Tuesday, October 4, 2016

The Hobbit Board Game and LOTR Risk

Today I stayed after school to play some board games with friends, among them were The Hobbit the Board Game and LOTR Risk which I am here to review for you.

By the way, thanks for all your Q&A questions yesterday, feel free to ask as many as you'd like!  I'm going to wait on answering them for a couple days to give people who don't visit the blog everyday a chance to ask one.   I appreciate your participation though!

So: the games.

The Hobbit the Board Game revolves around Bilbo and the Dwarves as they try to get to Erebor, obviously.  Along the way, you can play dwarf cards, and depending on the status of the card you play, you can move the team a space and collect resources--rations, which look suspiciously like lembas, but which are probably meant to be cram--a cunning point, an intuition point, or a strength point.

Image result for the hobbit the board game

Along the way you bump into different obstacles, like Bilbo's encounter with the trolls, the spiders of Mirkwood, etc.  You can use your rations to purchase cunning/intuition/strength points which can aid you when battling these obstacles.

The goal of the game is to make it to Erebor before Smaug catches you; you move toward him from one side of the game board and he moves to meet you in the middle from his side.

We didn't finish playing this game because some people in the group weren't really interested, but the little we did play was pretty fun.  This game is a bit different because you all move the same piece along the game board.  The trick is that some spaces are better than others, so you need to be strategic about what dwarf card you play because that dictates what space you land on and can use.

Image result for the hobbit the board game

I also liked the scoreboards which keep track of how many cunning/intuition/strength points you've accumulated; it's something I've never really seen before in a game and I thought it was a pretty creative idea.  The artwork was done by John Howe, so the whole board looked amazing and there was even a little red Smaug figurine to go along.

There were a couple inconsistencies, such as the fact Smaug is moving toward you when in the book Smaug stays in Erebor, and the board is designed to look like you're going down a mountain, which doesn't really make much sense when you think about it.

There are some special power cards you can accumulate which have pretty interesting descriptions, such as "Elrond's Counsel" which gives you added benefits when encountering any of the obstacles.  I liked how the majority of these cards were pretty accurate with the story and added to the overall ambiance.

Image result for the hobbit the board game cards

The game board itself and the different components were high quality and I recommend this game to you if you enjoy quiet and strategic board games that don't take too long.

The second game definitely takes much longer than The Hobbit the Board Game.  I was really excited when I saw this game in the cabinet.

Lord of the Rings Risk is a new spin on the old classic.  Instead of competing for continents, players try and conquer the different realms of Middle-earth.  It took us a long time to set up the game.  Habitual players of Risk know that it is a very long game--longer than Monopoly even.  When my dad and sisters play, we play for an hour or two and set it aside.  Cumulatively it may take a week to complete, if we even manage that.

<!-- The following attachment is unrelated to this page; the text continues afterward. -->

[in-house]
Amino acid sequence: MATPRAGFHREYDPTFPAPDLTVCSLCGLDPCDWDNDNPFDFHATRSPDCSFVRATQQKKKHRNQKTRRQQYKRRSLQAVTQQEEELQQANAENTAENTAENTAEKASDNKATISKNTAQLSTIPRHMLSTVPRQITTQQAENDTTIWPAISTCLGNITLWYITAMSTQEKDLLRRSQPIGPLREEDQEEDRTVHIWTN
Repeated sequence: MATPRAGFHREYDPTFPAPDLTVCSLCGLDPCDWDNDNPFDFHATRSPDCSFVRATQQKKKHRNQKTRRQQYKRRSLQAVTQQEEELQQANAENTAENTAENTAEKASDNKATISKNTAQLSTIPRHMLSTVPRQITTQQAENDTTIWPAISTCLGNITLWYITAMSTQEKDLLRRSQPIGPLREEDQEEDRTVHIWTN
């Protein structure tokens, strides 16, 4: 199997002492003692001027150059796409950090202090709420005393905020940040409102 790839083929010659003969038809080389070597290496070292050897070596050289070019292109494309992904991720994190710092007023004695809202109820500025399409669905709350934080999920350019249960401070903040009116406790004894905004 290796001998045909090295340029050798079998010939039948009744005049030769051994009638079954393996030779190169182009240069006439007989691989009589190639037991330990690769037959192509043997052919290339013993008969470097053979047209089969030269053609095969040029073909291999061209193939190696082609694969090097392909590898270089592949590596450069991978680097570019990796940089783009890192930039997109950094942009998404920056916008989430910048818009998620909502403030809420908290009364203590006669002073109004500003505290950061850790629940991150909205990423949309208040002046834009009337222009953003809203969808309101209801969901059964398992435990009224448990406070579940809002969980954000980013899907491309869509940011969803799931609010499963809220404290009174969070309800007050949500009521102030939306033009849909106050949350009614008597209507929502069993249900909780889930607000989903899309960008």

Image result for lord of the rings risk

Lord of the Rings Risk takes even longer because there are several extra factors such as power cards which grant you bonuses in battles and rules that differ from the original.  If your territory, for instance, includes a stronghold (highlighted in gold on the board) you are granted benefits in battles.  If you attack with a specific piece called a Leader (which is not in the original Risk army) you also get +1 whatever your die reads.

We didn't finish this game either because we had to go home, but I had fun.  My friend Kolby didn't really like the added parts as much, but I thought that they were kind of cool.  We didn't have a chance to really play with them this time around though, and I hope that at some point I'll be able to try again.

Overall, I really enjoyed these board games and I would recommend them to you!  It's that time of year to stock up on quiet indoor activities with winter fast approaching.

Image result for lord of the rings risk


  1. These look really fun! :D I'm not usually a board games kind of person, but there are some that I really like, such as Stratego, Blurt, Chess, and Boggle. I've never actually played Risk, but I have these grand dreams of being awesome at it- which are likely never to come true.
    I knew as soon as I saw the cover of that Hobbit board game that the art was by John Howe. I love his style. :)

    1. Oh I adore chess! You must try Risk; it is such fun.
      Same, he is one of my favorite artists :)

  2. I want Lord of the Rings Risk!! I LOVE Risk!!

  3. I heard the map for LOTR Risk is terribly inaccurate. Would you say so? I kind of want the game but I'm such a perfectionist that would probably drive me up the wall!

    Btw, I nominated you for the Q&A tag if you want to do it. No pressure :D https://benitajprins.wordpress.com/2016/10/05/qa-tag/

    1. Hmm, it wasn't reallly accurate, you're correct. Barad-dûr, for instance, was it's own territory which doesn't really make sense if you think about it.

      Oh thank you, I love tags!! :D